While You Were Sleeping
Blockbuster sleep drug Ambien has been hailed as a lifesaver, by women especially, who depend on it to conquer insomnia and jet lag. But its bizarre, sometimes tragic side effects raise alarming questions about the go-to-bedtime fix.
By Kai Falkenberg Sep 27, 2012 Marie Claire
Lindsey Schweigert was utterly exhausted when she returned home to St. Louis, Missouri, in March 2011 after a weeklong business trip to Washington, D.C. It was her fifth such trip in three months, an unavoidable part of her job with a defense contractor that had her crisscrossing the country selling security software to Pentagon officials. Schweigert, 31, looked forward to turning in early. She made a dinner of pork chops and salad, put on her pajamas, popped an Ambien, and crawled into bed. It was only 6 p.m. or so, but sleep came fast.
After that, her memories are a blur. The next thing she remembers is sitting in the back of a police car, still wearing her pajamas, her hands handcuffed behind her. She had no idea what had happened or how she got there. Though she was sure she hadn’t had anything to drink, the officer told her she was under arrest for driving while intoxicated. When they got to the station, Schweigert was booked and thrown into a coed holding cell with a dozen other inmates, mostly male. She quickly claimed a corner, hunched down low, and began to sob. When a fight broke out between two meth addicts, cops intervened with pepper spray. Inmates began vomiting at her feet. Concerned for their safety, officers moved Schweigert and three other female inmates to a separate cell, then released her, finally, at 4:30 a.m.
The first call she made was to her brother, who raced over to pick her up. On the teary ride home, she tried to make sense of the last 10 hours. What on earth just happened to me? The question rang in her head as she replayed the night’s events. That’s when it hit her: Ambien. Though she’d taken it for years for insomnia, she’d refilled her last prescription on the road and was given the generic formulation, Zolpidem. Maybe the switch explained the surreal turn of events that had landed her in jail.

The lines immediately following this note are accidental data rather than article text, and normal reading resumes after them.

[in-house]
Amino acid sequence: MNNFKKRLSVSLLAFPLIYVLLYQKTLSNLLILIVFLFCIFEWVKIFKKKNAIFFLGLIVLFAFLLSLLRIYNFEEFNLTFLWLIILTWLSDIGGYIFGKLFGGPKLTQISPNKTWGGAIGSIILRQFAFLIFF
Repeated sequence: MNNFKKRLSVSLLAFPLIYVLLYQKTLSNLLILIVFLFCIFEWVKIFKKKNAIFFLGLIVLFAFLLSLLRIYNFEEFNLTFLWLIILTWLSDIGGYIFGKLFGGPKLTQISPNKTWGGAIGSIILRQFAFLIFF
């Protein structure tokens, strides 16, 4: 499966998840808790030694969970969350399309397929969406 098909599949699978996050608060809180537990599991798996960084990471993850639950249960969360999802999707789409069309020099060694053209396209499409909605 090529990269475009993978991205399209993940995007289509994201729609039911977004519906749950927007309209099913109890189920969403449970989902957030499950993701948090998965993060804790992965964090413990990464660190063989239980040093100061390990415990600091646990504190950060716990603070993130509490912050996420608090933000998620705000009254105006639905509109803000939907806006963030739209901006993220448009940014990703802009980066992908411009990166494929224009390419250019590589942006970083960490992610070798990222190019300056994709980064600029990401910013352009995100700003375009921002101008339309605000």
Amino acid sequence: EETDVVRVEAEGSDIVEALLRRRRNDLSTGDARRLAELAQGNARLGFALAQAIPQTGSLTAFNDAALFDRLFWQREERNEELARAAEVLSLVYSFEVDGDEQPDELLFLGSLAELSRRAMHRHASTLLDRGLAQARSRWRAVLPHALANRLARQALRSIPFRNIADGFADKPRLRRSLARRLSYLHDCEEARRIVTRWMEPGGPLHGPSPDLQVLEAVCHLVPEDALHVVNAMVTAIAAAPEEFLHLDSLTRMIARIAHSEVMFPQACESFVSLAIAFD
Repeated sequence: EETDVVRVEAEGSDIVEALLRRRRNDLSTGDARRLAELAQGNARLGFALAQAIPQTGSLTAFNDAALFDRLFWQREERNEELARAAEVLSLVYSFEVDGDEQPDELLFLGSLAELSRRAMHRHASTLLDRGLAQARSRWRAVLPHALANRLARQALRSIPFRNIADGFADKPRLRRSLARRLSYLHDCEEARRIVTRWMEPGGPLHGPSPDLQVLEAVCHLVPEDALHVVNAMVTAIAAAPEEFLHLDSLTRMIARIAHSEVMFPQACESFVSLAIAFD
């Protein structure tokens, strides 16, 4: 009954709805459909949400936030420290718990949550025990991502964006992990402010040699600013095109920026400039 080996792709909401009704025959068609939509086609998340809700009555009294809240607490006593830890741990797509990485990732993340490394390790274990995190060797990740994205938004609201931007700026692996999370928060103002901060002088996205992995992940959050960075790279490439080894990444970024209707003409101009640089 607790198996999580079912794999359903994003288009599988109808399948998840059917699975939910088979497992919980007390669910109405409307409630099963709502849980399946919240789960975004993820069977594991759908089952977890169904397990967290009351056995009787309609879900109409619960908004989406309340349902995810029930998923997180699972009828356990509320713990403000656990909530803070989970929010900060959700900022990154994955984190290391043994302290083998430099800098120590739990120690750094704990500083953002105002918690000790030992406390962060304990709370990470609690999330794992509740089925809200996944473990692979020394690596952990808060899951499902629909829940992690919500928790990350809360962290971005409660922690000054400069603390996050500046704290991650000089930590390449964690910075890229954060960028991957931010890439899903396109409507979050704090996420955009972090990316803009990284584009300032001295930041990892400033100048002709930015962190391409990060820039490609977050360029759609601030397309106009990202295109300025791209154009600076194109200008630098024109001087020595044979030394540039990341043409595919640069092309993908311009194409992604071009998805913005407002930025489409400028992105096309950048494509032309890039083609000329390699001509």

In the weeks that followed, Schweigert pieced together an account of what had happened to her that night using the police report and witness statements: Sometime after 8 p.m., she got out of bed, rummaged around her house, and drew a bath. With the water still running, she grabbed the keys to her Mini Cooper and scooped up Tyson, her dog, and headed to Steak ‘n Shake, a nearby diner. Her roommate came home shortly afterward and was so alarmed by the condition of the house, he thought she had been kidnapped and called the police. Schweigert, meanwhile, never made it to Steak ‘n Shake. About a half-mile away, she crashed into a car. Cops on the scene said she was swaying and glassy-eyed. Asked to walk a straight line, she fell three times. Schweigert was charged with driving under the influence and running a stoplight. Though she had no prior DWIs, her license was immediately suspended and her career — and security clearance — was in serious jeopardy.
When Ambien was approved by the Food & Drug Administration in 1992, doctors hailed it as a dramatic improvement over previous sleep aids like Halcion, which had been linked to suicide and psychotic episodes and had been banned in the U.K., Brazil, Argentina, Norway, and Denmark. A big selling point for Ambien, part of a new class of drugs called sedative hypnotics, was that it was less addictive than Halcion and also less likely to leave users feeling groggy or hungover the next day. Approved for short-term treatment of insomnia, Ambien quickly became a go-to drug for travelers — finally, a pill to beat jet lag. Within four years, Ambien became the best-selling sleep aid in the country, at its peak generating $2 billion in sales for French drugmaker Sanofi. In 2007, Zolpidem, a generic version of Ambien, was rolled out and is today one of the country’s most-prescribed drugs, with 39 million scrips filled last year alone. Doctors dole it out more frequently than even Percocet and prescription ibuprofen. It’s especially popular among women, who suffer from insomnia twice as often as men; older women swear by it to combat menopause-related sleeplessness. All told, women account for 64 percent of Ambien prescriptions.